In Bermuda, the Privacy Commissioner has indicated that he believes the GPC may be used to create a legally binding obligation on businesses under their laws, which provide users the right to “request an organisation to cease, or not begin, using his [or her] personal information […] for the purposes of advertising, marketing or public relations,” or “where the use of that personal information is causing or is likely to cause substantial damage or substantial distress to the individual or to another individual.”
Additional information is available in the proposed specification.
Do Not Track was an effort preceding GPC to permit users to communicate their privacy preferences to websites they visit. Unfortunately, in the appendices to their Final Statement of Reasons, the California Attorney General (AG) determined that the AG could not require businesses to comply with DNT requests because the requests do not clearly convey users’ intent to opt out of the sale of their data. A more detailed discussion of the inadequacies of DNT is available as Appendix E of the AG’s Final Statement of Reasons.
When considering whether DNT was sufficient under the CCPA, the AG specifically determined that a new type of privacy signal would benefit users and businesses and that its regulation is “intended to support innovation for privacy services that facilitate the exercise of consumer rights in furtherance of the CCPA.”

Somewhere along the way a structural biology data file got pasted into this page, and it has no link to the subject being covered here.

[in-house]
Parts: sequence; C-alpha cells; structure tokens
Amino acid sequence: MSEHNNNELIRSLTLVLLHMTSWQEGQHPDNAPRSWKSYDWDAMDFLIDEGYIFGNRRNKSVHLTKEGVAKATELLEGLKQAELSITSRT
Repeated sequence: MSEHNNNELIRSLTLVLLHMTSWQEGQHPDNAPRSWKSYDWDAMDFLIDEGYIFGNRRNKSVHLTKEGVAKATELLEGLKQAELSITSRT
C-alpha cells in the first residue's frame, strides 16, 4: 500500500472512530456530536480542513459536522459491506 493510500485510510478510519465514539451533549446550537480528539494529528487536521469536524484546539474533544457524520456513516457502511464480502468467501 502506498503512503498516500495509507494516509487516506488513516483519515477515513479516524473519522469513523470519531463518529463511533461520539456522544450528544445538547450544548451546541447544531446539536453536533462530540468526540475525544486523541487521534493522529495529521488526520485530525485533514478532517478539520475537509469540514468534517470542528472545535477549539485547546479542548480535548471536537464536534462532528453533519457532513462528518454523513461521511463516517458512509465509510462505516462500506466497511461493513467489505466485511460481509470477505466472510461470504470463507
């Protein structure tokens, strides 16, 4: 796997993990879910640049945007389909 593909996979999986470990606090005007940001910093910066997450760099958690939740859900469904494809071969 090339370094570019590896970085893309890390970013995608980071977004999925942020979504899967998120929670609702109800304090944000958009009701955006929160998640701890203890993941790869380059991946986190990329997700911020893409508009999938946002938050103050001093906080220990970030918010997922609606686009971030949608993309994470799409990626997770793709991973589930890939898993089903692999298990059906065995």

GPC responds to this call for innovation by providing a mechanism for privacy signaling that is applicable to current laws, technologies, and business practices. The Attorney General has said that he believes GPC is “a technical standard that would make it easier for consumers to stop the sale of their personal information” and that he is “heartened to see a wave of innovation in this space.”
The California AG has determined that businesses must honor two methods of submitting opt-outs. GPC is meant to provide users with an additional option for objecting to the sale of their data, and it functions identically to clicking a “Do Not Sell My Personal Information” link provided by a business.